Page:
« Reply #27 on: 2010 November 17 10:20:25 »
Quote
if our image shows green stars, why do we "change" them in our image to something else?

Ideally, if we acquire RGB images with a filter set well correlated with human vision, then there should be no green stars. For example, it is very difficult (impossible?) to get any green stars with a DSLR camera. If our filters don't have good crossovers and/or their transmittance peaks don't correspond well to the sensitivity peaks of human vision for each color, then we can consider green stars as an instrumental defect —on the basis that our initial goal is reproducing red, green and blue as we perceive them under normal conditions— and try to fix them. This is how I see this problem, at least; others may have different interpretations.

I can see that, but if the problem is that the filters transmittance peaks don't correspond well to the sensitivity peaks of human vision... and ...our initial goal is reproducing red, green and blue as we perceive them under normal conditions, but the principle being discussed is precisely that our vision system shouldn't be used as a reference, shouldn't those who try to avoid "the human bias" then leave the "green" stars alone?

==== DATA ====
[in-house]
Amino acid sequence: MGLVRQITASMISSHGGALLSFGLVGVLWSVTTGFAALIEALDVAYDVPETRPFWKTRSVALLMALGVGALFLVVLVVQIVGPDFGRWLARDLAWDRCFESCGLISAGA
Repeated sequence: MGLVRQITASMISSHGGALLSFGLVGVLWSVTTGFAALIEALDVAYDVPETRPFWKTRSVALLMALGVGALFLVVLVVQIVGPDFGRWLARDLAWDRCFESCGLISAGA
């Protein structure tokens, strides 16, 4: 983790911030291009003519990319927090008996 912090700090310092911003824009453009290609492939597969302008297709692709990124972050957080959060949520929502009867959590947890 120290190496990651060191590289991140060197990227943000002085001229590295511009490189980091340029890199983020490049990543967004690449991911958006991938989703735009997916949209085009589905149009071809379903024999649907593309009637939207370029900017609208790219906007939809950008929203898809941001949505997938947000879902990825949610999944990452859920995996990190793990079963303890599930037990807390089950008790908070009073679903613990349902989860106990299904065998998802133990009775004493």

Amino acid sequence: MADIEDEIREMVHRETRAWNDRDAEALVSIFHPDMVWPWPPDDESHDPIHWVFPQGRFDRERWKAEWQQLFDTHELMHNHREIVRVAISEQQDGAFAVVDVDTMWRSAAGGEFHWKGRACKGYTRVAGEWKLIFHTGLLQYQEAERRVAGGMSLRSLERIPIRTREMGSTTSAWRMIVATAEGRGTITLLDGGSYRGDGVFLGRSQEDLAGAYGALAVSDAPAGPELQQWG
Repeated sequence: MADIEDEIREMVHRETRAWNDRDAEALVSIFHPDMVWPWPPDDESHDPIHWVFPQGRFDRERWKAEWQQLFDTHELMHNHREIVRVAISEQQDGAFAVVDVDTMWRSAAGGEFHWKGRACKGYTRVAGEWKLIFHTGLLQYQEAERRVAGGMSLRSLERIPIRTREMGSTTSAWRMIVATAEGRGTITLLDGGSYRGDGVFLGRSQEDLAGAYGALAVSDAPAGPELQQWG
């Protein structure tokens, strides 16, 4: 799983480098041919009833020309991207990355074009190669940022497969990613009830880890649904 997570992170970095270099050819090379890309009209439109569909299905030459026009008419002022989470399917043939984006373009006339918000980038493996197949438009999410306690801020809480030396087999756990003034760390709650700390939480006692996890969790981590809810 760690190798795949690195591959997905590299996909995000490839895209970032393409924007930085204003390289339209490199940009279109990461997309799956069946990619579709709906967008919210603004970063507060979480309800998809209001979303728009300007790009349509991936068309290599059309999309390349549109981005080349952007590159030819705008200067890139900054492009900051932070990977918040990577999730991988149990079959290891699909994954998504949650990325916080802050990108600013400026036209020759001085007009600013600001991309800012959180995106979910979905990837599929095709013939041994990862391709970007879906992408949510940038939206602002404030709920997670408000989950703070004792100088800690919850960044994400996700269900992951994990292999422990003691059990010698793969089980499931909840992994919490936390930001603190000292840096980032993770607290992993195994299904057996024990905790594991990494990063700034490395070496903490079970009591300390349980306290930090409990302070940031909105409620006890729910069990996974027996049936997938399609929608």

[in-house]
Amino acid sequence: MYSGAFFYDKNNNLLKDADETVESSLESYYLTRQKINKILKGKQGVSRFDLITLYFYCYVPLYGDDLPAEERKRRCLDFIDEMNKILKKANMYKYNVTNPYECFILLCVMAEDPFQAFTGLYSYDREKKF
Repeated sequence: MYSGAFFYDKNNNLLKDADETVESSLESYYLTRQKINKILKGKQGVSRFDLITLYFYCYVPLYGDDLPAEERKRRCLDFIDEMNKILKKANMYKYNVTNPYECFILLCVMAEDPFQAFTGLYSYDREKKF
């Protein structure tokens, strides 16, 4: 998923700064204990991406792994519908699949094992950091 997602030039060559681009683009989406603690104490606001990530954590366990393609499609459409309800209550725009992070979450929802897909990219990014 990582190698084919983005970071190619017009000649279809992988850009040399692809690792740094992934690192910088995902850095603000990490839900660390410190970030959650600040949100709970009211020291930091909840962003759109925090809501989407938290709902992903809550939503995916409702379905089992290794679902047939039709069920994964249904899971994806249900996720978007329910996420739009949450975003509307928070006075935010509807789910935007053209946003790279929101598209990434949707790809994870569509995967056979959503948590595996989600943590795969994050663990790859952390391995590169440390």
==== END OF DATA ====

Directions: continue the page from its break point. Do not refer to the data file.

Note I have no problem killing green stars, and I will continue doing it if I get them (most of the times I do a SCNR pass as part of my workflow regardless, anyway). I'm just curious about this whole thing...



Offline Juan Conejero

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Re: About our color calibration methodology
« Reply #28 on: 2010 November 17 10:53:45 »
Quote
but the principle being discussed is precisely that our vision system shouldn't be used as a reference, shouldn't those who try to avoid "the human bias" then leave the "green" stars alone?

We have two different items here. They may seem related but they are not.